No Payment, No Problem: Bizarre New World of Consumer Debt
All kinds of weird records are being broken. But it’s scheduled to expire, and then what?
The New York Fed released a doozie of a household credit report. It summarized what individual lenders have been reporting about their own practices: If you can’t make the payments on your mortgage, auto loan, credit card debt, or student loan, just ask for a deferral or forbearance, and you won’t have to make the payments, and the loan won’t count as delinquent if it wasn’t delinquent before. And even if it was delinquent before, you can “cure” a delinquency by getting the loan deferred and modified. No payment, no problem.
Nearly all student loans go into forbearance, delinquencies plunge.
Student loan borrowers were automatically rolled into forbearance under the CARES Act, and even though many students had stopped making payments, delinquency rates plunged because the Department of Education had decided to report as “current” all those loans that are in forbearance, even if they were delinquent. Yup, according to New York Fed data, the delinquency rate of student loan borrowers, though many had stopped making payments, plunged from 10.75% in Q1, to 6.97% in Q2, the lowest since 2007:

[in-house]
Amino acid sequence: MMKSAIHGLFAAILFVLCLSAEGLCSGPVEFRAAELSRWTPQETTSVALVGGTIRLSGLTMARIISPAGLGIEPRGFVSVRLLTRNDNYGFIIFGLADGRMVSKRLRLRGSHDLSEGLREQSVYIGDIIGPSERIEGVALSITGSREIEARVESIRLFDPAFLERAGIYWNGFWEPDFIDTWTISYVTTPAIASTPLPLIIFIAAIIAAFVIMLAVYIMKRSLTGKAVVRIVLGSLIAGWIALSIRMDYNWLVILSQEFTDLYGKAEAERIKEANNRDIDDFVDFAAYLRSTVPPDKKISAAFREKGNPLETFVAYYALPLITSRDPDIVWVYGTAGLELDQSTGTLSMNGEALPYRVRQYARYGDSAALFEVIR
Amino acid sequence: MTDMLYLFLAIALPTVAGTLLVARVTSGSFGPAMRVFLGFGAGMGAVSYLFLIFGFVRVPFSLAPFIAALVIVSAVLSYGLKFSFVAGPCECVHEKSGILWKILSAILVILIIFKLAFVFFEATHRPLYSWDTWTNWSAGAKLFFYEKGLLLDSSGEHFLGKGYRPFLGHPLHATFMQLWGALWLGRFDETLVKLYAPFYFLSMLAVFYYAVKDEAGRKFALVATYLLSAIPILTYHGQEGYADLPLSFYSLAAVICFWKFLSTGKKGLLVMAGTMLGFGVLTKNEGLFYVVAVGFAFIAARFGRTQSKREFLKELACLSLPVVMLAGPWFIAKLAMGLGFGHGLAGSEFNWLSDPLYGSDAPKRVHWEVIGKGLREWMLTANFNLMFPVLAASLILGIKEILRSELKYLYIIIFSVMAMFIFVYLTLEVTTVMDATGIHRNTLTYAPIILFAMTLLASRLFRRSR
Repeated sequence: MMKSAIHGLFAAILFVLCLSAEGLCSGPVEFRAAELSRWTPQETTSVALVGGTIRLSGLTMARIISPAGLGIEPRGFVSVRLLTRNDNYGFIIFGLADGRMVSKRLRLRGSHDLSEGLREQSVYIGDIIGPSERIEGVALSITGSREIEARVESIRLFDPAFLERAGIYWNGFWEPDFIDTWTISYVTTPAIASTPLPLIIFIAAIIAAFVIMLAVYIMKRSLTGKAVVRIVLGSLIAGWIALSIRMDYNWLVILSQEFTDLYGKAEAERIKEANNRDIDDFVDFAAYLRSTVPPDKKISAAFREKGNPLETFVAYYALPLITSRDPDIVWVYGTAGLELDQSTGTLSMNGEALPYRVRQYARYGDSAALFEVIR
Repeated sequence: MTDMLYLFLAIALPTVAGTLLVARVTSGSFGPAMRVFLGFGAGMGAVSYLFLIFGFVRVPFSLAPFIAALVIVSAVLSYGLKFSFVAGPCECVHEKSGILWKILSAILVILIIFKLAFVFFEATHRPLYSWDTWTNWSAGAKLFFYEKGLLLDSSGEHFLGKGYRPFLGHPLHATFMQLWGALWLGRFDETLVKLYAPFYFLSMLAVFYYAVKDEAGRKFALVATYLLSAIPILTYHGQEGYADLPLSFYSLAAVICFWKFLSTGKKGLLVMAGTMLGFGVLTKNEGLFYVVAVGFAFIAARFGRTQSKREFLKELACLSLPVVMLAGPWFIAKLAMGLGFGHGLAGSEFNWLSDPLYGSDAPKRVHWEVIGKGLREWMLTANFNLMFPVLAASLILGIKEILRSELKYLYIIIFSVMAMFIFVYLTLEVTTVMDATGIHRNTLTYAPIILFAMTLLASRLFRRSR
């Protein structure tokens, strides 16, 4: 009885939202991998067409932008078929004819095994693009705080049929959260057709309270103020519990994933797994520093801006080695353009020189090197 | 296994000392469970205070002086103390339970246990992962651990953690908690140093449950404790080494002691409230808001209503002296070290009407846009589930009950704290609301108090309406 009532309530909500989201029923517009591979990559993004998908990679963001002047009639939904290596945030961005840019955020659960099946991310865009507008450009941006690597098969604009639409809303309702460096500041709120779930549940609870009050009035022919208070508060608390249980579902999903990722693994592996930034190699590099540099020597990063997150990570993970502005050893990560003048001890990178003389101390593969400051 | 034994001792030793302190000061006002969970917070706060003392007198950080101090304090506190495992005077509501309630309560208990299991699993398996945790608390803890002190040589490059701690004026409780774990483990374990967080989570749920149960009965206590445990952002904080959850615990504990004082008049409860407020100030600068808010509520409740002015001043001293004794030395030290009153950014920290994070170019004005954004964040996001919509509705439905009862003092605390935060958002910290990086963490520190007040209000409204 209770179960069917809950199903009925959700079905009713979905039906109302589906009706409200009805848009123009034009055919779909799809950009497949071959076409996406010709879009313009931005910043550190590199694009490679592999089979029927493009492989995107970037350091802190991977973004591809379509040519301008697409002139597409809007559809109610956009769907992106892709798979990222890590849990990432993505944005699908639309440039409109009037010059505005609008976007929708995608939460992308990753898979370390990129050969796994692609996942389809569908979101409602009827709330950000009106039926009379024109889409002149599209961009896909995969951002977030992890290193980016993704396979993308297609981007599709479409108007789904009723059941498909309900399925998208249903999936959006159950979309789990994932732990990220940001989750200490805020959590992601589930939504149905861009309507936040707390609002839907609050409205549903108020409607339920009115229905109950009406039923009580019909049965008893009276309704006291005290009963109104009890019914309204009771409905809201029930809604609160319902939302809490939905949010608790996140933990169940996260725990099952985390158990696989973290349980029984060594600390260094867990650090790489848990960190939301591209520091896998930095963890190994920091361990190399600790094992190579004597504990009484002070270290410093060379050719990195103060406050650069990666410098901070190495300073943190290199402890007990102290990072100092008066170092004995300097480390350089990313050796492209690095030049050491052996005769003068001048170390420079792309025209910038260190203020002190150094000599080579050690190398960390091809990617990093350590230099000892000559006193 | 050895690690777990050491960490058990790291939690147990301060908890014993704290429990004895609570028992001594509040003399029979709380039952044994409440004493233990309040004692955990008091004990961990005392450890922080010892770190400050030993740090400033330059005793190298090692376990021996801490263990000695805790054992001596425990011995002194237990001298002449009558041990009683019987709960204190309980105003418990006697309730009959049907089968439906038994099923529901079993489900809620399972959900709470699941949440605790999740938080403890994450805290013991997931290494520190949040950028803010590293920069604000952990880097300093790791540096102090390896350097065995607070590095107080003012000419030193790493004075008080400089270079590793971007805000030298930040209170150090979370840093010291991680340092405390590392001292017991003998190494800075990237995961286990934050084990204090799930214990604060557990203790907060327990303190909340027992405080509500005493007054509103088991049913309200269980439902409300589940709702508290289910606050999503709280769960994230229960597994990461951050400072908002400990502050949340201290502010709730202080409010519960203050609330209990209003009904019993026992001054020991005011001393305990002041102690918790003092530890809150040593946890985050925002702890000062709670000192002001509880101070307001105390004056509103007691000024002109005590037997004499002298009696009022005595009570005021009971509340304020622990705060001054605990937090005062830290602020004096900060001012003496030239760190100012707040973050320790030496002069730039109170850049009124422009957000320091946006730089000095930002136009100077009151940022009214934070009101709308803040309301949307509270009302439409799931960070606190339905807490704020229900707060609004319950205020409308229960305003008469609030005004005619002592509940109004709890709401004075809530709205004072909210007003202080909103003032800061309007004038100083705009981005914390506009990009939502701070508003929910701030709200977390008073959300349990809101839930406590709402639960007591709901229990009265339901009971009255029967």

Student loan forbearance is available until September 30, and interest is waived until then, instead of being added to the loan. In a blog post, the New York Fed said that 88% of the student-loan borrowers, including private-loan borrowers and Federal Family Education Loan borrowers, had a “scheduled payment of $0,” meaning that at least 88% of the student loans were in some form of forbearance. Until September 30. And then what?
Delinquent loans are “cured” without catch-up payments.
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